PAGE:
I spent a morning last week preparing some fermented vegetables with a friend who is working to repair the compromised digestive system of her daughter. Fermented foods, which are becoming all the rage among foodies, have a legacy of healing properties. For those of you who associate sour sauerkraut with your German grandmother’s Sunday pork roast dinners, fermented foods – and beverages – demand another look.
In nutrition circles, it’s common to treat the gut as a second brain. There are more strains of bacteria – friendly and unfriendly – in your gut than there are cells in your body. And the ideal balance of those bacteria is critical to your physical and mental health.
The majority of us have compromised gut flora resulting not only from poor diet, but also from repeated use of antibiotics, contraceptives and other prescription drugs that damage the composition of these microorganisms. We’re in a toxic state, and fermented foods are natural detoxifiers. Raw yogurts, fermented vegetables and drinks like kefir and Kombucha are good first steps.
I’ve been brewing my own Kombucha for almost three years. This drink, which is resonant of a sparkling apple cider, is simply a fermented sugary tea that is transformed into a powerful probiotic through a yeast and bacteria colony (culture). In brewing, the sugars are converted into organic acids, which means they can be absorbed even by diabetics. Candida sufferers as well can find relief in drinking Kombucha because the culture does not stimulate Candida yeasts.
But the benefits of Kombucha stretch far beyond these. Kombucha supports healthy digestion, boosts your immune system, detoxifies the liver, balances body alkalinity and promotes cell integrity. None of these claims have been evaluated by bodies like the FDA – possibly because the interest in studying the healing properties of an inexpensive drink won’t yield any data that can be turned to profit by the pharmaceutical companies. Food is medicine, but in our modern culture, that’s a concept big business likes to keep quiet.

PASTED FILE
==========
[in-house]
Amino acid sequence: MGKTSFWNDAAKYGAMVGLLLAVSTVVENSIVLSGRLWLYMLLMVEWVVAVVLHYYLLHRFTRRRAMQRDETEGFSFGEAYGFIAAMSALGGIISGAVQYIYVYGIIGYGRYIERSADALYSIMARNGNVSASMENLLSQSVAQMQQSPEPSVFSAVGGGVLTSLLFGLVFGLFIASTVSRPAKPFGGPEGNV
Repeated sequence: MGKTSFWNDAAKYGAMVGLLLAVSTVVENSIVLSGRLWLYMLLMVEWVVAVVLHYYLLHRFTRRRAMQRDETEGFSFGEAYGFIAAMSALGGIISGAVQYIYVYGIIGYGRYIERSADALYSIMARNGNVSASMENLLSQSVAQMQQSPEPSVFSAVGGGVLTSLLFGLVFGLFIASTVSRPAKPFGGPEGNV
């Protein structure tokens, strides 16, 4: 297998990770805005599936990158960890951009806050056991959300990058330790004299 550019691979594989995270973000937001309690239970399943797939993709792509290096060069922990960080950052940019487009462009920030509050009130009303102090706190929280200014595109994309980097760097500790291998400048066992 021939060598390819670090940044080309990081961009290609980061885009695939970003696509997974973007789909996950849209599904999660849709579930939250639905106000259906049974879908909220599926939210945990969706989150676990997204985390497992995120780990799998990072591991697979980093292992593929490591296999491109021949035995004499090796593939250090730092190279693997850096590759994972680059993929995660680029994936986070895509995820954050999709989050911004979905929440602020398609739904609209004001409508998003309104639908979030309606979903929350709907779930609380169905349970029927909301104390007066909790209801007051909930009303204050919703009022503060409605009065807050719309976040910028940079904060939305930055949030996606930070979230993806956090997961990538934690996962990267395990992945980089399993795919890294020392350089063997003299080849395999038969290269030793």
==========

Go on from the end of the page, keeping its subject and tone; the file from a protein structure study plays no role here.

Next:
Kombucha has been around for 2,000 years, and the anecdotal evidence has shown its effect in treating cancers and arthritis. Russian and German studies from the turn of the century through the onset of the Cold War began to zero in on why Kombucha was so effective at holding back and reversing disease. It is now thought that the many nutrients it contains – B-vitamins, antioxidants and glucaric acids – on which copious research has been done, is its secret weapon.
Kombucha can be pricey, between $3 and $4 a bottle, and there are many variations and flavors. I always come back to the original and have developed a loyalty to GT’s Original Raw Kombucha when I don’t have any of my home brew. If you’ve never tried it, it’s worth exploring. If you like it and want to try your own, it’s easier than you think. A one-gallon jug will end up costing you about 50 cents.
First you need a SCOBY (Symbiotic Colony of Bacteria and Yeast), which can be ordered from many reputable sources (it can run between $10 and $40) or given to you by a friend who home brews because in every batch the “mother” SCOBY produces a “baby” that can be used to brew multiple batches or pass along.
After about four batches, its best to toss the original mother, as it becomes less effective. I usually order two at a time so I can start two batches (SCOBYs can be kept in the refrigerated for a couple weeks if you’re not ready to get underway immediately).
SCOBYs always come with some “starter tea” to help your batch get going. You can also make your own “mother,” if you’re feeling very ambitious, for the price of a bottle of GT’s using these instructions (I’m planning to branch out my operation doing this next week).
After that, you need some gallon-sized glass jugs – I use sun tea jars with the spigot from the Variety Store. Then it's water, good quality raw sugar and green tea bags, and you’re set to go.
Most SCOBY sellers will send you complete instructions for brewing with a long list of Do’s and Don’ts. It’s important to pay attention to these, like making sure your jugs and hands are rinsed with white vinegar before touching the SCOBY so you don’t corrupt it. You can also find many of these instructions online through multiple sources.
It may seem intimidating at first, with so much advice, but once you’ve made your first batch, the actual process is simple and takes very little active time.
Once done, it can take anywhere from 10 to 30 days to ferment to your liking. Mine typically comes out sweeter and lighter that commercial brands, so I tinker with the sugar levels and number of tea bags to see the difference, always noting on the label what changes I made so I can compare.
I’ve often thought about teaching a Kombucha-making class. If you’re interested, shoot me an email and I’ll try to pull a group together. Its fun and easy, and the resulting “Immortal Health Elixir,” as it’s called in China, may make you a convert to fermented foods.
Mary Porter is a nutrition counselor living in the Fort Hunt area. You can email her at email@example.com